Create the PowerShell Script

You will now create a PowerShell script. I recommend you use PowerShell ISE, though you can also use NotePad or another text editor. The script will (1) connect to a SharePoint Online tenant; (2) display the license SKU(s); (3) display the current users; (4) create new users from the CSV file; (5) export a CSV file with the list of new users; and (6) display the new users on the screen.

Follow these steps to create the script:

1. Start PowerShell ISE or NotePad as an administrator.

2. Copy the following text and paste it into the script window:

$cred = Get-Credential
Connect-MsolService -Credential $cred
Get-MsolUser | Sort-Object -property DisplayName |Format-Table -AutoSize
$userfile = “c:\scripts\UserFile.csv”
Import-Csv -Path $userfile | ForEach-Object {
   New-MsolUser `
    -FirstName $_.FirstName `
    -LastName $_.LastName `
    -UserPrincipalName $_.UserPrincipalName `
    -DisplayName $_.DisplayName `
    -LicenseAssignment $_.LicenseAssignment `
    -UsageLocation $_.UsageLocation `
    -Title $_.JobTitle `
    -Department $_.Department `
    -Office $_.Office `
    -Password “Pass@temp2”
    } | Export-Csv -Path C:\Scripts\Provisioned_users.csv -Append
write-host “Updated users”
Get-MsolUser | Sort-Object -property DisplayName |Format-Table -AutoSize

 Notes: if you saved the CSV file to another location, change the path as needed. If you include the Password parameter and are enforcing strong passwords (which is the default), be sure it conforms to the standards for strong passwords as stated in the TechNet article. By default, the user will be forced to change passwords at first logon; this can also be changed if desired by a separate parameter.

3. Save the script as c:\scripts\MsolActiveDir.ps1. You can use any other filename, but be sure to use the .ps1 extension. Close the editor.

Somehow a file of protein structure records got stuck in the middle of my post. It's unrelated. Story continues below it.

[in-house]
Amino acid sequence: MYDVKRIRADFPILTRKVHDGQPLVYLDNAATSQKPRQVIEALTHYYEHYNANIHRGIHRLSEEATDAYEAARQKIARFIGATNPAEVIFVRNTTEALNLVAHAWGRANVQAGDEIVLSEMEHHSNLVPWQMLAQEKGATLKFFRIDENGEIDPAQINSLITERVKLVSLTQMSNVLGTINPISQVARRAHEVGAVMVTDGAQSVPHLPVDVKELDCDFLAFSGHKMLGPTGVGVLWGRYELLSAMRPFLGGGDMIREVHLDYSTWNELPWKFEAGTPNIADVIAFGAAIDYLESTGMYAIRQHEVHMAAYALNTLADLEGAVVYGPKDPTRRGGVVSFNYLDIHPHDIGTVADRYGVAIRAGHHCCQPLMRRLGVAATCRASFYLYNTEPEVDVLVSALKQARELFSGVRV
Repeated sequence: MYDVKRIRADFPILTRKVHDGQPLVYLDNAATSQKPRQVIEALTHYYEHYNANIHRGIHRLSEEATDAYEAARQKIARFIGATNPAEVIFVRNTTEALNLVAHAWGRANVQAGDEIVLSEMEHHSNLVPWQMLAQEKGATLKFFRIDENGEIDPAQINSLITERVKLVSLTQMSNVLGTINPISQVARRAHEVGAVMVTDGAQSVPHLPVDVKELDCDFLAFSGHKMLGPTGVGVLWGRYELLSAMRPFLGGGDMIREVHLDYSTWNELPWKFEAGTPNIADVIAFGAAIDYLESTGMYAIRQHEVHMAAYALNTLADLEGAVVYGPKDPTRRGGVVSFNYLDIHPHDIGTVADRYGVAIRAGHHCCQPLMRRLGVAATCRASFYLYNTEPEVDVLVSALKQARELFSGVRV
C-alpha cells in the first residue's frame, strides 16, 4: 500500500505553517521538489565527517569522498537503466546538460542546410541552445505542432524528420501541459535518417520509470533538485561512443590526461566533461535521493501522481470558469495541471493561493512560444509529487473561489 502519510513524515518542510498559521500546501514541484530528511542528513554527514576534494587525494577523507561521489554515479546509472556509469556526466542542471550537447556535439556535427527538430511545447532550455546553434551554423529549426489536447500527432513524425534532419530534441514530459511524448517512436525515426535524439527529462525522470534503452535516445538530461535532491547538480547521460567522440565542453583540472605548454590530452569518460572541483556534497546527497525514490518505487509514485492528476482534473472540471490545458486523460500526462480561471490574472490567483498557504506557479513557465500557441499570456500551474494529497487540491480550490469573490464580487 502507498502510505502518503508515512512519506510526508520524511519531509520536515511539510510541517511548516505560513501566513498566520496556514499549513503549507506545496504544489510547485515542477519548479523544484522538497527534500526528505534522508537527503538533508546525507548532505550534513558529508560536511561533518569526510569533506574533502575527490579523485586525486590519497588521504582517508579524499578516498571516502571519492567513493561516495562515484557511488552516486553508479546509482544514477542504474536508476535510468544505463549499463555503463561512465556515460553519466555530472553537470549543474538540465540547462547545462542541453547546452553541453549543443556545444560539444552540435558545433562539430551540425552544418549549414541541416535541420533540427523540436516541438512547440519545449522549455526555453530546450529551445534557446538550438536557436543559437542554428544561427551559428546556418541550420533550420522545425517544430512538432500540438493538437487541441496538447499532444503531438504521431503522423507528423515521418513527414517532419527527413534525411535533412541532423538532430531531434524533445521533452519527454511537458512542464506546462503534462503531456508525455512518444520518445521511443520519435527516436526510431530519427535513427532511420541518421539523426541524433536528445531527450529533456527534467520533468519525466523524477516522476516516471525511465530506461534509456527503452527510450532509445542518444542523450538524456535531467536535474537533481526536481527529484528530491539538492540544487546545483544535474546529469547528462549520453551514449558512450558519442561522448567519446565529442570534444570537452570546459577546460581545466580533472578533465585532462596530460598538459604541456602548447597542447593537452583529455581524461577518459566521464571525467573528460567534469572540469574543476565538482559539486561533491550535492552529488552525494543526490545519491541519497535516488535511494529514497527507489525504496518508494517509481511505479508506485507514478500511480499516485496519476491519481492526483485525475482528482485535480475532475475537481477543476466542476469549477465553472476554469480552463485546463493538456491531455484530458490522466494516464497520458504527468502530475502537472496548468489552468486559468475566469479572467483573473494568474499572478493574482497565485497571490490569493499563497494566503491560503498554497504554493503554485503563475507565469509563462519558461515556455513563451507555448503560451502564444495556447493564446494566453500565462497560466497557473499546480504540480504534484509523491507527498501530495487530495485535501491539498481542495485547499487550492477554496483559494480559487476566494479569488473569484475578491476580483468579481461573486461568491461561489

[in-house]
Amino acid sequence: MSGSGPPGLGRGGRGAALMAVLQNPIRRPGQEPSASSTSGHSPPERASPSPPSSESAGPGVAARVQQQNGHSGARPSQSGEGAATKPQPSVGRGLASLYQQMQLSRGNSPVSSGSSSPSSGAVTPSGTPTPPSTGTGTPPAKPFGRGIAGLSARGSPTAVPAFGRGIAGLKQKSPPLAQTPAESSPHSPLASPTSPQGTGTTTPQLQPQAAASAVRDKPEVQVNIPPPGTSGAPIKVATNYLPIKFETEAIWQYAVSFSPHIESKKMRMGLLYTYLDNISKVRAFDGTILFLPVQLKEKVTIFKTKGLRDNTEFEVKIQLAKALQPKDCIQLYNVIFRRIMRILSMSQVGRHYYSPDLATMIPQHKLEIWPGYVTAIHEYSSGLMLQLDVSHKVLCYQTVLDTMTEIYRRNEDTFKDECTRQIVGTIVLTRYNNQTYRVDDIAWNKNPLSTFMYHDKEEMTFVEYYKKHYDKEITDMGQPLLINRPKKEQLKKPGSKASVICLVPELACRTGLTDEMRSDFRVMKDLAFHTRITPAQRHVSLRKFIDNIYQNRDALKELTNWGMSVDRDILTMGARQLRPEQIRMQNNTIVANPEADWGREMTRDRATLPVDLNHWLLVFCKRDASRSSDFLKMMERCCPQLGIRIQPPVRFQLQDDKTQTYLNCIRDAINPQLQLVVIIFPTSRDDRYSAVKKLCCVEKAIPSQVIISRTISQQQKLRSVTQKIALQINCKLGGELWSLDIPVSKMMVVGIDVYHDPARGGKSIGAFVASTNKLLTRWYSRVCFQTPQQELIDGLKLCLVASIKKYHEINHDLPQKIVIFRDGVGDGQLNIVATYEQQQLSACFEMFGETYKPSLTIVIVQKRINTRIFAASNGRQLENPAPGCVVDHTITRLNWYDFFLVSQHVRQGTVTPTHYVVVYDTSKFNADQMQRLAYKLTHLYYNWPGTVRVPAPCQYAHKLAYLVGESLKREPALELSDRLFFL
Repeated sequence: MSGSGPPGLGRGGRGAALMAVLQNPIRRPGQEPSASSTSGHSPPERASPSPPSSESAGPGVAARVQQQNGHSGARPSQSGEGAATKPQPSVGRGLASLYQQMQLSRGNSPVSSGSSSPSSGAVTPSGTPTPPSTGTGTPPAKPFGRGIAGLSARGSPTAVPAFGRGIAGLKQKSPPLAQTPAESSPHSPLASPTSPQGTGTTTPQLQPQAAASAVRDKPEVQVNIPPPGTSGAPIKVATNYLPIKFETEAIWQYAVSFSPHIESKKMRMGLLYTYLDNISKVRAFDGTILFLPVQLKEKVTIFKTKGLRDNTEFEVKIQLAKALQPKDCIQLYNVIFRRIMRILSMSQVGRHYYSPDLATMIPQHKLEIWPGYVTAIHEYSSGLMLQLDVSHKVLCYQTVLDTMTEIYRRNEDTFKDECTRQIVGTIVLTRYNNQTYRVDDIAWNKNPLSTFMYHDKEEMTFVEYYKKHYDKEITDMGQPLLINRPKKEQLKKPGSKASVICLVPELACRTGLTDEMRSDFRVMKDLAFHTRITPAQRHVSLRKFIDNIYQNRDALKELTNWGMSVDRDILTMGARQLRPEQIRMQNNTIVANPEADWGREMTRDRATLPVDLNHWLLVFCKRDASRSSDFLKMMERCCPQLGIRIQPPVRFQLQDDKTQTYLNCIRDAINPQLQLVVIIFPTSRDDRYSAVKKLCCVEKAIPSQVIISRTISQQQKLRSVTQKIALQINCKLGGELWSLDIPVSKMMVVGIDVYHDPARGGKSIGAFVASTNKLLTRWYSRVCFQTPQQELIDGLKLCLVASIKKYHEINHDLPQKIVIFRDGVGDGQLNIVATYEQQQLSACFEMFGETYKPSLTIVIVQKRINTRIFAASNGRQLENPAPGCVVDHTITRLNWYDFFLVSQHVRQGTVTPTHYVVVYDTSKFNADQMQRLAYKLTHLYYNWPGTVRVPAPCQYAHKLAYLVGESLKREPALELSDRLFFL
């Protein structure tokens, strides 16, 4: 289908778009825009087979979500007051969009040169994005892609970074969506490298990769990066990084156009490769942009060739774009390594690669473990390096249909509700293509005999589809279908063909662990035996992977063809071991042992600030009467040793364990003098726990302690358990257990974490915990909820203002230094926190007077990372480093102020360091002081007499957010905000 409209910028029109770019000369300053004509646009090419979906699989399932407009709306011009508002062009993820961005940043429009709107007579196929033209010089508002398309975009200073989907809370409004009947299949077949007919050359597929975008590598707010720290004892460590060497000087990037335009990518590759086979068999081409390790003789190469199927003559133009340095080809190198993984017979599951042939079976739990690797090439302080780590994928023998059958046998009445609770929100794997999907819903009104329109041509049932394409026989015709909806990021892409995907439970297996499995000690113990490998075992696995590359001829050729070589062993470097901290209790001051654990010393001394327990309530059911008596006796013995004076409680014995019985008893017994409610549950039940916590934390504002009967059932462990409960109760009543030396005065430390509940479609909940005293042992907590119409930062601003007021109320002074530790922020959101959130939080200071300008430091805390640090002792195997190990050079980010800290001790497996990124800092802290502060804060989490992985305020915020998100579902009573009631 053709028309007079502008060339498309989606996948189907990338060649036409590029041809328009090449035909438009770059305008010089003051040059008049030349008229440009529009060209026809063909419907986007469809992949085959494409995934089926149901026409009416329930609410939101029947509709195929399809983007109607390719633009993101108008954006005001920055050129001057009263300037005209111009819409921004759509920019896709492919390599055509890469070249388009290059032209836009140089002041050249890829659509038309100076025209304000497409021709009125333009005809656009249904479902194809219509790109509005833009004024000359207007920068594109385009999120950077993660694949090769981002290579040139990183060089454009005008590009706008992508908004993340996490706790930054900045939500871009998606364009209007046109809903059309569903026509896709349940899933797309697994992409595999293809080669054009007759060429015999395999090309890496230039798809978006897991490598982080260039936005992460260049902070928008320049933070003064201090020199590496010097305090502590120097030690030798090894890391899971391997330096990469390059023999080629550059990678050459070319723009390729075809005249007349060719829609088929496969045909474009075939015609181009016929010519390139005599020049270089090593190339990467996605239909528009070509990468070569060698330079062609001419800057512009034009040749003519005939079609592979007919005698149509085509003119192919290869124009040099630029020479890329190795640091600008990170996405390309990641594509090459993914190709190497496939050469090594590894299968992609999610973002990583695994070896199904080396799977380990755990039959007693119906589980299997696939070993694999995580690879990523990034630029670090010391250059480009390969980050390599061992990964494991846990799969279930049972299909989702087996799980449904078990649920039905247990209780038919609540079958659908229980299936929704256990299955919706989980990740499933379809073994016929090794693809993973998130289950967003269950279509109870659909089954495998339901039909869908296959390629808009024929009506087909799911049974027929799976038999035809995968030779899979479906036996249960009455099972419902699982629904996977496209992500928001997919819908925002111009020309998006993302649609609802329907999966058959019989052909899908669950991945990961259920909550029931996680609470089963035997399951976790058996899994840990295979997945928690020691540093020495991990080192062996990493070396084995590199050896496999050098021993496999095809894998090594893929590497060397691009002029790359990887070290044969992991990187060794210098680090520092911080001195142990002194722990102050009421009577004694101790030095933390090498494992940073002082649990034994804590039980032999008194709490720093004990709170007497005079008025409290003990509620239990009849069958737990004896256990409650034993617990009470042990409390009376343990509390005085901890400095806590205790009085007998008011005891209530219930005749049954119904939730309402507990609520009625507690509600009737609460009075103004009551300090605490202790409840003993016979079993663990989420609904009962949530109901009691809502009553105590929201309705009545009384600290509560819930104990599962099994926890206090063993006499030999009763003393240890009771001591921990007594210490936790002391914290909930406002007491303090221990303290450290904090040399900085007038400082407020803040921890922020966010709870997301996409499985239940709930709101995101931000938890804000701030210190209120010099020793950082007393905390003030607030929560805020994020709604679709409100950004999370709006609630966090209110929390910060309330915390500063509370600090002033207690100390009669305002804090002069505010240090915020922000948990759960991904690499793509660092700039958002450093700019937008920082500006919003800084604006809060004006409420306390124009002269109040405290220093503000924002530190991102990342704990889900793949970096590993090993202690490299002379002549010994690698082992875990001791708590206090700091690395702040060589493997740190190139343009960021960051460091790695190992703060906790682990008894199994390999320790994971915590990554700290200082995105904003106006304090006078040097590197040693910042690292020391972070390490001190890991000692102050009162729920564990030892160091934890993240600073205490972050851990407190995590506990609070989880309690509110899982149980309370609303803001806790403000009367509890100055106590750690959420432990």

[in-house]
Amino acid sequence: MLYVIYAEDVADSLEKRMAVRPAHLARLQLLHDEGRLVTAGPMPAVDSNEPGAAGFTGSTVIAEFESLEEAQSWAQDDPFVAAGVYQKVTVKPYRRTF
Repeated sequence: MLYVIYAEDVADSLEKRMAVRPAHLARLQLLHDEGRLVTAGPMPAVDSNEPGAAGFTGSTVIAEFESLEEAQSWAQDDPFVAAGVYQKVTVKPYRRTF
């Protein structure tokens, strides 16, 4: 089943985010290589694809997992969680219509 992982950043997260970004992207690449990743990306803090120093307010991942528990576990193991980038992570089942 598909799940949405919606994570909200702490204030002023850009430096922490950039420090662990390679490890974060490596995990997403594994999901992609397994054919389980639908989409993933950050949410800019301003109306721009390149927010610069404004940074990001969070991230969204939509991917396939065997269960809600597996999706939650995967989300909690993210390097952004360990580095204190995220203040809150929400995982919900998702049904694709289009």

Once the CSV file has been created and your environment is ready, get administrative credentials for the tenant that you will be updating. For example, the login might be admin@<tenant>, and the password pass@word32. To run the script:

4. Open PowerShell ISE or SharePoint Management Shell with elevated permissions.

5. At the command prompt, in succession type the following and press ENTER.

      cd c:\scripts

6. You will get a login screen similar to the following. Enter the administrative user name and password, and then click OK.

7. When the script completes, you should see an output screen similar to the following. Note that Alex Darrow has been added to the list of users (yellow highlight), and that he has a license for Project Online, plan 2.

8. At this point, if you are done, it is good practice to disconnect from the tenant. At the command prompt, type the following and press ENTER:


9. Optionally, start Excel and open the exported CSV file listing the new users. You can also log into the tenant, navigate to the Office 365 admin center, click  Users and Groups, and confirm the users have been added.

You now have an example for how to provision Windows Azure Active Directory (AD) using a simple PowerShell script and a CSV file. You can easily modify both the CSV file and script as needed. Just be sure to follow the parameter naming conventions in the TechNet article I referenced earlier. I hope this blog is helpful to those who need an automated process for provisioning their Office 365 tenant users. That’s it for now!